Last month, the Fajr Libya Coalition cemented its control over Tripoli after seizing the Tripoli International Airport. Now in a position with significant leverage, the group has demanded that the current government be dissolved and replaced with the General National Congress led by Omar al-Husseini. While other major events around the world--from a destabilizing Ebola outbreak in West Africa to the transpiring situation in Iraq--have captivated our attention, one must ask if our intervention into Libya was even worth it in the first place.
When the Arab Spring ripped through Libya in 2012, Western nations pursued a strategy of regime change thinly veiled as a Responsibility to Protect operation. Leading from behind, President Obama cobbled together an international coalition to establish a No-Fly Zone over an embattled Libya. Empowered by air support, rebel coalitions broke through and succeeded in defeating Gaddafi's military. While a Constitution and Parliament were created, Libya's nascent government struggled to establish an atmosphere of security for the population to live under. Rebel factions clashed with one another over territory and resources, and Eastern Libya declared independence from the government. Islamist organizations took advantage of the power vacuum to consolidate power and use the nation's lawlessness to its advantage.
Vast weapons caches left unguarded in the civil war's wake were quickly disseminated across the region. Egyptian Islamists currently combating the military-backed government in Cario have received a copious amount of their weapons from Libya and Tuareg rebels in Mali were emboldened by combat hardened insurgents and weaponry left over from the civil war. As with many conflicts, Libya's instability has not remained localized. Rather, it has been the pinpoint of destabilization across Africa and the Middle East.
But what tangible benefits from Libya have we ascertained following our intervention? According to Carl von Clausewitz, war is an extension of foreign policy by other means. Military force should only be utilized to attain a clearly defined national objective, which was absent when we initially established our No-Fly Zone. The language of political leaders was vague and short-sighted. Regime change is only half a policy. There needs to be a coherent plan outlining the steps a country needs to take in days preceding conflict, during conflict, and after conflict. If American leaders have learned anything from our adventure in Iraq, it's that conflict does not end when a government collapses. It continues to exist as competing entities brought together by the desire to defeat a common enemy begin fighting one another over political control. Libya was no different. Much like Syria, various groups had different ideologies dictating their political principles. While many have found common ground, like the National Front and National Centrist parties, others find their positions to be philosophically incompatible. Religious extremism, tribalism, and political heterodoxy once suppressed by Gaddafi's comprehensive control mechanisms have now been allowed to flourish as an incapable central government struggles to coordinate operations and allocate resources to its military.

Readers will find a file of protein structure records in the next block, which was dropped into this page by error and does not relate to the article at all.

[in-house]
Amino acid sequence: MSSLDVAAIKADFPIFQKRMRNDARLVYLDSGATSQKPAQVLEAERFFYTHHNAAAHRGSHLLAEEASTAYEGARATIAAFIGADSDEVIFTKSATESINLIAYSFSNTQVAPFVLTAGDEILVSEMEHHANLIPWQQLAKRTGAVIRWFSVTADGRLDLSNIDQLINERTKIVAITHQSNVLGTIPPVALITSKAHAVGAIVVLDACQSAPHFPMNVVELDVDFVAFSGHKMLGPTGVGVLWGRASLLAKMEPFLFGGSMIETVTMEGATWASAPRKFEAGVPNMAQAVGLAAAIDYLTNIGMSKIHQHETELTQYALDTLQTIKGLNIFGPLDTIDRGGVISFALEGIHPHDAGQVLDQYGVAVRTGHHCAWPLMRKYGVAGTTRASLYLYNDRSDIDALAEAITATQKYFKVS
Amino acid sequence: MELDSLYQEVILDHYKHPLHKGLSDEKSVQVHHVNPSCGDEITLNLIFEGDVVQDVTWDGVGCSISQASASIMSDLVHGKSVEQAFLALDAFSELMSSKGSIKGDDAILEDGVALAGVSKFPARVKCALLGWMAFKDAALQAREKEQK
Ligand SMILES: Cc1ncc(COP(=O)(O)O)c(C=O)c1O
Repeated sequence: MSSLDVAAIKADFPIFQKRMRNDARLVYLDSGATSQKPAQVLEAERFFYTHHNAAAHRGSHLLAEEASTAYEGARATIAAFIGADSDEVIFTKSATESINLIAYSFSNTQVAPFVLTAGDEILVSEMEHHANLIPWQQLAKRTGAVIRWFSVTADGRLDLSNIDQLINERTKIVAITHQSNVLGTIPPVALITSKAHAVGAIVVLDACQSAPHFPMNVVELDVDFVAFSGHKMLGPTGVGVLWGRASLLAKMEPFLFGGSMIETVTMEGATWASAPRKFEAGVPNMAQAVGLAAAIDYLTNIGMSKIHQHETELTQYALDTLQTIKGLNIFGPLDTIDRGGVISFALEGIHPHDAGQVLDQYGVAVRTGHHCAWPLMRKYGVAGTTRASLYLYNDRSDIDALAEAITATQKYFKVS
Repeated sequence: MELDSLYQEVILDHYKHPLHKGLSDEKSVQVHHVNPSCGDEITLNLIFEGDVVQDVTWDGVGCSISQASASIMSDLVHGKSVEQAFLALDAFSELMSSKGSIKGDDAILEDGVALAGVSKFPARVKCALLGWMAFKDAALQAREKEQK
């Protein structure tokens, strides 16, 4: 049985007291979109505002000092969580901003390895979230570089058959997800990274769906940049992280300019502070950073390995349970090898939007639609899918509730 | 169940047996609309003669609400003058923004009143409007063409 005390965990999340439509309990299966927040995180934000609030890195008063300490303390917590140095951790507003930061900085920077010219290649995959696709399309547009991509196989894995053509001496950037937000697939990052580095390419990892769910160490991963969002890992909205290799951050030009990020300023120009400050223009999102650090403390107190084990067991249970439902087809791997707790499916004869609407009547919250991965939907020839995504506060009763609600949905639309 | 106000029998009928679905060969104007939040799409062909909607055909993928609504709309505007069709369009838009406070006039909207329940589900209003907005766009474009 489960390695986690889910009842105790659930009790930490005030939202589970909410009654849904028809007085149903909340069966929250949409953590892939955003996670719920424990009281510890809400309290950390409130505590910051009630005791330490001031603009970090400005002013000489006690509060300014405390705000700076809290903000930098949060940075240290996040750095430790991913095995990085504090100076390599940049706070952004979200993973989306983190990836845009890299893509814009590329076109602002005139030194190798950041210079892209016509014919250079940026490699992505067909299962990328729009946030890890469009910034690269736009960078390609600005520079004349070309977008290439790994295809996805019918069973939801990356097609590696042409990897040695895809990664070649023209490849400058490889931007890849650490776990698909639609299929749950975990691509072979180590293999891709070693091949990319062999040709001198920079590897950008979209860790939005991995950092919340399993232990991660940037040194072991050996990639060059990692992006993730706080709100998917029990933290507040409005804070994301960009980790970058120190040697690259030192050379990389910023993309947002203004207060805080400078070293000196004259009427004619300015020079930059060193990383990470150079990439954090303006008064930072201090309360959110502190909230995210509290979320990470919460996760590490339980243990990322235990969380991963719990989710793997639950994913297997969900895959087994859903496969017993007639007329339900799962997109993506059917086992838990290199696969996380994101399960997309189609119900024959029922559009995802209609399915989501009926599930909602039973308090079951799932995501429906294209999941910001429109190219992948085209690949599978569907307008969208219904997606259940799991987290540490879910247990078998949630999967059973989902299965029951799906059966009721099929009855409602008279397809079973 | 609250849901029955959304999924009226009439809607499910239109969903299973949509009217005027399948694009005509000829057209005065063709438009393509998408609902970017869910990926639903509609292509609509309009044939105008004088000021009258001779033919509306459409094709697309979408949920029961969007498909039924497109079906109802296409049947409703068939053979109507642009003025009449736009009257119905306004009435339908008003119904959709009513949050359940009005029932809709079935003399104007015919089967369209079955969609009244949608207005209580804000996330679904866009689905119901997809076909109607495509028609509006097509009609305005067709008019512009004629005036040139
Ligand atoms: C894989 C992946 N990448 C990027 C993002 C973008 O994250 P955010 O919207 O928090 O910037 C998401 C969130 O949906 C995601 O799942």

Revolutions are tricky beasts. On one hand, they carry with them a hope of change. Tunisia has emerged from its political upheaval fairly stable and prosperous. While it faces problems from Islamist groups and chronic unemployment in some areas, its overall future does not seem very bleak. However, most do not end so happily. Too often they are either crushed or bring about even worse situations. In 1975, Pol Pot overthrew Lon Nol's government and established Democratic Kampuchea. The four years his Communist government was in power resulted in the destruction of important aspects of Cambodian culture and a quarter of the population dying from starvation and state executions.
Policymakers and the civilians who elected them must remember that the world is not a domain which is completely malleable to American or even Western interests. There are situations which are out of control for various cultural or political reasons. We should strive to mold situations where can make a difference to our interests and stay out of ones where meddling will only produce negative results. Above all else, we need to avoid creating situations which are out of our control entirely. Gaddafi was a devil who we could influence and even work with, the maelstrom we replaced him with is neither.